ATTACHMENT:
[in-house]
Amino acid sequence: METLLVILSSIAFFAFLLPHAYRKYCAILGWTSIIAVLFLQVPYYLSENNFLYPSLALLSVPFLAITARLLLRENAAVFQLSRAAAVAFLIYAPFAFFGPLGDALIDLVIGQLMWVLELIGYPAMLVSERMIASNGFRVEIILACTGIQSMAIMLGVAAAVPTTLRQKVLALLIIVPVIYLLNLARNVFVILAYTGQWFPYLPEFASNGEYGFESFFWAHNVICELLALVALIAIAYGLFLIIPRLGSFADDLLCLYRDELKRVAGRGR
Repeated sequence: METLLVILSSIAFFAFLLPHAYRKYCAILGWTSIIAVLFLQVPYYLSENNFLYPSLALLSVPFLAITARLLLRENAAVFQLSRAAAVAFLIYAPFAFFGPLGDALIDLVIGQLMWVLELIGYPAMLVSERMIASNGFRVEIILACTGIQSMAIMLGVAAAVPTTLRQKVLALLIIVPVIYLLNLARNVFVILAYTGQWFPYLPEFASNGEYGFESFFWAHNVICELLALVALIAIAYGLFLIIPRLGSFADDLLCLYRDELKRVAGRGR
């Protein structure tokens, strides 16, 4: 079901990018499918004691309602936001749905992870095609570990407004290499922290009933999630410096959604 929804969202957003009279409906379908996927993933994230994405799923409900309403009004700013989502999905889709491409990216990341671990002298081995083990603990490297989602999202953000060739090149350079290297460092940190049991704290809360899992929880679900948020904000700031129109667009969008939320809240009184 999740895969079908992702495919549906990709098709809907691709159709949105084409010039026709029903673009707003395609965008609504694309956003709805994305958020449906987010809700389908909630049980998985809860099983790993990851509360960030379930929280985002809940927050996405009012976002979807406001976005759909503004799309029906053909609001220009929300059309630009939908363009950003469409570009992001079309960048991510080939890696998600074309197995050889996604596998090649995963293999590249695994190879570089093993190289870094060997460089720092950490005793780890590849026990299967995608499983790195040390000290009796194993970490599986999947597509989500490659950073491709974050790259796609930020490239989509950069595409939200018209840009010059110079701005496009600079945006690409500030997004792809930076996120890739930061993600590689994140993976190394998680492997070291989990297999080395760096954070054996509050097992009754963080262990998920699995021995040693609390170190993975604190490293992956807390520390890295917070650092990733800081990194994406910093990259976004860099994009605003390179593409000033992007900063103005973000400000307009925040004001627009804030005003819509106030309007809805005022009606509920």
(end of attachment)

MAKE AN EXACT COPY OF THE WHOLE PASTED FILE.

[in-house]
Amino acid sequence: METLLVILSSIAFFAFLLPHAYRKYCAILGWTSIIAVLFLQVPYYLSENNFLYPSLALLSVPFLAITARLLLRENAAVFQLSRAAAVAFLIYAPFAFFGPLGDALIDLVIGQLMWVLELIGYPAMLVSERMIASNGFRVEIILACTGIQSMAIMLGVAAAVPTTLRQKVLALLIIVPVIYLLNLARNVFVILAYTGQWFPYLPEFASNGEYGFESFFWAHNVICELLALVALIAIAYGLFLIIPRLGSFADDLLCLYRDELKRVAGRGR
Repeated sequence: METLLVILSSIAFFAFLLPHAYRKYCAILGWTSIIAVLFLQVPYYLSENNFLYPSLALLSVPFLAITARLLLRENAAVFQLSRAAAVAFLIYAPFAFFGPLGDALIDLVIGQLMWVLELIGYPAMLVSERMIASNGFRVEIILACTGIQSMAIMLGVAAAVPTTLRQKVLALLIIVPVIYLLNLARNVFVILAYTGQWFPYLPEFASNGEYGFESFFWAHNVICELLALVALIAIAYGLFLIIPRLGSFADDLLCLYRDELKRVAGRGR
């Protein structure tokens, strides 16, 4: 079901990018499918004691309602936001749905992870095609570990407004290499922290009933999630410096959604 929804969202957003009279409906379908996927993933994230994405799923409900309403009004700013989502999905889709491409990216990341671990002298081995083990603990490297989602999202953000060739090149350079290297460092940190049991704290809360899992929880679900948020904000700031129109667009969008939320809240009184 999740895969079908992702495919549906990709098709809907691709159709949105084409010039026709029903673009707003395609965008609504694309956003709805994305958020449906987010809700389908909630049980998985809860099983790993990851509360960030379930929280985002809940927050996405009012976002979807406001976005759909503004799309029906053909609001220009929300059309630009939908363009950003469409570009992001079309960048991510080939890696998600074309197995050889996604596998090649995963293999590249695994190879570089093993190289870094060997460089720092950490005793780890590849026990299967995608499983790195040390000290009796194993970490599986999947597509989500490659950073491709974050790259796609930020490239989509950069595409939200018209840009010059110079701005496009600079945006690409500030997004792809930076996120890739930061993600590689994140993976190394998680492997070291989990297999080395760096954070054996509050097992009754963080262990998920699995021995040693609390170190993975604190490293992956807390520390890295917070650092990733800081990194994406910093990259976004860099994009605003390179593409000033992007900063103005973000400000307009925040004001627009804030005003819509106030309007809805005022009606509920």